Onward and Upward

July 12, 2014By Industry Intuition, Views

by Dave Wendland, as seen in Healthcare Distributor magazine, Out of the Box column

June/July 2014

There are six words that could stymie the growth of any organization, "That’s how we’ve always done it." Of course nobody really believes that you can keep doing the same things over and over again expecting different results. Yet, it amazes me how often the safety of the past seems to be the selected course of action, rather than adjusting and recognizing the new normal that faces one’s business and adjust accordingly.

One of my father’s pearls of wisdom included an expression that captured the essence of this conundrum and metaphorically emphasized the need to be forward thinking: "You can’t drive a car forward looking only in the rear view mirror."

But how can you convince your management, your staff, your customers, and perhaps your family that taking a new approach — although untested — can produce favorable outcomes?

Step 1: Accept the current state

Often referenced as living in the past, the inability to recognize that circumstances affecting your business have changed and will never be the same can be daunting. Technology is not the only factor that has accelerated — but this change has affected virtually all aspects of our lives. Consumer attitudes have changed. Competition has become more intense. The very products and services that we are likely working with have been transformed. Simply put, it’s a whole new ball game.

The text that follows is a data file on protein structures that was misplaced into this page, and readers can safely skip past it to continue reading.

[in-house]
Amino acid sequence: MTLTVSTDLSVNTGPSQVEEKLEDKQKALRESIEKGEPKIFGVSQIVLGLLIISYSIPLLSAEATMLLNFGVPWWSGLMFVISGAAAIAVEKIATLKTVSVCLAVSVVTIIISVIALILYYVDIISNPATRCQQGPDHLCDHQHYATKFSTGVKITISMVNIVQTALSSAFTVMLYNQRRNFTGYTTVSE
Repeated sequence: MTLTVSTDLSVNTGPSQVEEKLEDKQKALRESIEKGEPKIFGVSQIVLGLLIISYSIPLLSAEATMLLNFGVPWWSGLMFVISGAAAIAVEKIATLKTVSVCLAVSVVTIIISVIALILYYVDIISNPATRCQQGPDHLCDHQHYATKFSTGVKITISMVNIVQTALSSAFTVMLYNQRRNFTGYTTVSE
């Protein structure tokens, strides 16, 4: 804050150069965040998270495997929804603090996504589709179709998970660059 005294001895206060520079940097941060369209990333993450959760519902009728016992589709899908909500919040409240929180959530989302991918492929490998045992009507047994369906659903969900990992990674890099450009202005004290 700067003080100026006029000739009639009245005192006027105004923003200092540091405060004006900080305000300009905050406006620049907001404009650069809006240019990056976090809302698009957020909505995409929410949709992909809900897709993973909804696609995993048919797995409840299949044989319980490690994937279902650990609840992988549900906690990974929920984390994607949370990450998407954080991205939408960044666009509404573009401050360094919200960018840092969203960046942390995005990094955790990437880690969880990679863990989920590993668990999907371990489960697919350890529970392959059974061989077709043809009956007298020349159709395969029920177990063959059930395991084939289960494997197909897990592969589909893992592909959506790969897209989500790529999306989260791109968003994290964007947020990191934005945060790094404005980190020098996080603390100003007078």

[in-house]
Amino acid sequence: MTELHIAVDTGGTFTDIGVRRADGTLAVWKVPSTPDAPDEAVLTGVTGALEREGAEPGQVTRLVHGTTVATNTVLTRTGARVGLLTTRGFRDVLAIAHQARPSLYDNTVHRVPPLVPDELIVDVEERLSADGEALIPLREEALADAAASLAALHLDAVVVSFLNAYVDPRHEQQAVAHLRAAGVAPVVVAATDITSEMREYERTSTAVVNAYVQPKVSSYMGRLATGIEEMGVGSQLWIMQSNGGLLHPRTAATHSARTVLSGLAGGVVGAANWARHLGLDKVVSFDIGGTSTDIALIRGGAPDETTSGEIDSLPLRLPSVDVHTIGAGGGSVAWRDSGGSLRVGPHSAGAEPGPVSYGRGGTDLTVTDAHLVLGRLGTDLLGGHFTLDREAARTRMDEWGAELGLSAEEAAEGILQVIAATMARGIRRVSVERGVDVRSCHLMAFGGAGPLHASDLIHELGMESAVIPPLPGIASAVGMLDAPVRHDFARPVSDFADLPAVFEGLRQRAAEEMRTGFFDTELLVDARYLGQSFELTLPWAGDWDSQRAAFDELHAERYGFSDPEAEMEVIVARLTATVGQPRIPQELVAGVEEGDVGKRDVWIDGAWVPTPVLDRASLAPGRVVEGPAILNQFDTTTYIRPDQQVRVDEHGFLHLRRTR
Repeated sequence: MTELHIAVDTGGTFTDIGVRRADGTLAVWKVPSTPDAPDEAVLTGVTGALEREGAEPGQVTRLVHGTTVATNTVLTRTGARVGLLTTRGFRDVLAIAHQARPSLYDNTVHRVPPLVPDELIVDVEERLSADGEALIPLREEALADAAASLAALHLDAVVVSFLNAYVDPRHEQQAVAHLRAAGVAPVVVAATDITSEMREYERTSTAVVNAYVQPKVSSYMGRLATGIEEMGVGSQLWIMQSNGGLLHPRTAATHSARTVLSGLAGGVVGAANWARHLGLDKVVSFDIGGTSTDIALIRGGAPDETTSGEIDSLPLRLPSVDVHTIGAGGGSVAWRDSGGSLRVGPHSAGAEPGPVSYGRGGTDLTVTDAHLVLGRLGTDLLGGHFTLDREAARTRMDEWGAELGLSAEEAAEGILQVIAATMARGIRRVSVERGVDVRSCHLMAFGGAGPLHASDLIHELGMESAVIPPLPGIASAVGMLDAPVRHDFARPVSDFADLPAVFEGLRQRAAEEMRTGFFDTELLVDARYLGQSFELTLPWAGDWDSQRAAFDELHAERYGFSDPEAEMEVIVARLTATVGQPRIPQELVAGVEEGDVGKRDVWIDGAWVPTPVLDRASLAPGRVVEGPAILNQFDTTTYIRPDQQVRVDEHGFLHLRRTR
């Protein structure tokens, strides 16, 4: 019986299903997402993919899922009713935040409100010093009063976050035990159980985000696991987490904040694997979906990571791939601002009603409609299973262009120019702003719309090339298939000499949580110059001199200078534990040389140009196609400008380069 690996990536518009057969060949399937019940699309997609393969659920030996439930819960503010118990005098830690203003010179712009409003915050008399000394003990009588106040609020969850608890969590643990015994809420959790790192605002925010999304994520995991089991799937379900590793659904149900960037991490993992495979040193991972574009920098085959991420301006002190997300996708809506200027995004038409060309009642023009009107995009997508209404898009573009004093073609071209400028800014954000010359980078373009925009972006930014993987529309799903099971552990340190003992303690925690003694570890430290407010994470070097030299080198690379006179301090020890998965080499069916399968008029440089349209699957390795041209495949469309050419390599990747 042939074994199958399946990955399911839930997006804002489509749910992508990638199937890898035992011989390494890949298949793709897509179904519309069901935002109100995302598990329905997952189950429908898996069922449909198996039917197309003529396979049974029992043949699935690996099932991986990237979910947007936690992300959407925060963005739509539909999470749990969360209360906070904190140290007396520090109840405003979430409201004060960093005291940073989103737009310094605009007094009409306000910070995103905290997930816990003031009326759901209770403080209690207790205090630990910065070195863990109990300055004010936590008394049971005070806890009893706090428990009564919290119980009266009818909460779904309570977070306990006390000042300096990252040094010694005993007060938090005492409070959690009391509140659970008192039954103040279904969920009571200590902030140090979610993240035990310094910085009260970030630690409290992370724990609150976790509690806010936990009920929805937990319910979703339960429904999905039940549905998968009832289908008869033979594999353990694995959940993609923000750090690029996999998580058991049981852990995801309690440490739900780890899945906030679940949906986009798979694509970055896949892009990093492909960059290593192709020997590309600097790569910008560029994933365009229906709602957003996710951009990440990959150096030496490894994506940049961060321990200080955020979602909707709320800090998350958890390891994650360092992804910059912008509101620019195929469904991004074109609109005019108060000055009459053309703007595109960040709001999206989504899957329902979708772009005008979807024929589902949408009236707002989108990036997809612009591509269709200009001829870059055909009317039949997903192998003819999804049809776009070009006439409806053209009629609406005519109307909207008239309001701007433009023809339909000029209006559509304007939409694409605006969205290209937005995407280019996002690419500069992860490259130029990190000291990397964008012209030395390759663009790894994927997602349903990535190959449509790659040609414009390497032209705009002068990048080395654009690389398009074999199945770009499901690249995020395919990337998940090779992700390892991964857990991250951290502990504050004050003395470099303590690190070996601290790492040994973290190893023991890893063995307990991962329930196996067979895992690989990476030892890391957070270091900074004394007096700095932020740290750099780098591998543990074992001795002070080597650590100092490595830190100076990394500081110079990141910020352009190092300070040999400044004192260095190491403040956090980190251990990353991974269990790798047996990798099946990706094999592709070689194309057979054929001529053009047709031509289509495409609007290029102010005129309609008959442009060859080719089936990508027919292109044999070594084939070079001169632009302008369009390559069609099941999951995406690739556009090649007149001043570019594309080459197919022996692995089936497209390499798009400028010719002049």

Step 2: Ensure you’re planning the future

Is your organization trying to keep pace by adapting old principles, equipment, or practices? This will not only limit your ability to compete effectively, it will likely limit your ability to be responsive to the pace of today’s business climate. Instead of retrofitting business assets to try to fit the needs of today, look ahead to where the industry is headed and make the leap. Hockey great Wayne Gretzky was credited with saying, "to win the game you have to skate to where the puck is going."

Step 3: Inspire the organization to get on board

Sure there will be those within the rank and file that are creatures of habit and may need to be more than nudged to effectively manage the change. But it is essential that all levels within the company are aware of the forthcoming evolution for the business and understand the reality that will surely occur if retooling isn’t undertaken.

Step 4: Recognize there will be no rest for the weary

Once started, the ability to remain ahead of the tsunami of industry change will require ongoing assessments, appraisals, and investment. The moment you think you have done all you feel necessary to move to the next level, something else will change. I often refer to the analogy that suggests once you believe you have a key to the future, somebody will change the lock.

I believe that my father was absolutely correct about the rear view mirror. If you’re trying to progress forward the last thing you should be focusing on is what’s behind you. The risk in doing more of the same stems from the comfortable feelings and memories it may conjure. However, I believe that for all practical purposes, trying to accomplish today’s demands with yesterday’s tools is downright impossible.

Of course I’m no expert in effective change management. Neither am I a fortune teller that can adequately predict the future and map the ideal course of action. But I am an optimist that firmly believes that the future holds promise. At the same time I’m a realist trying to put one foot in front of the other to keep slightly ahead of our industry as it moves onward and upward.

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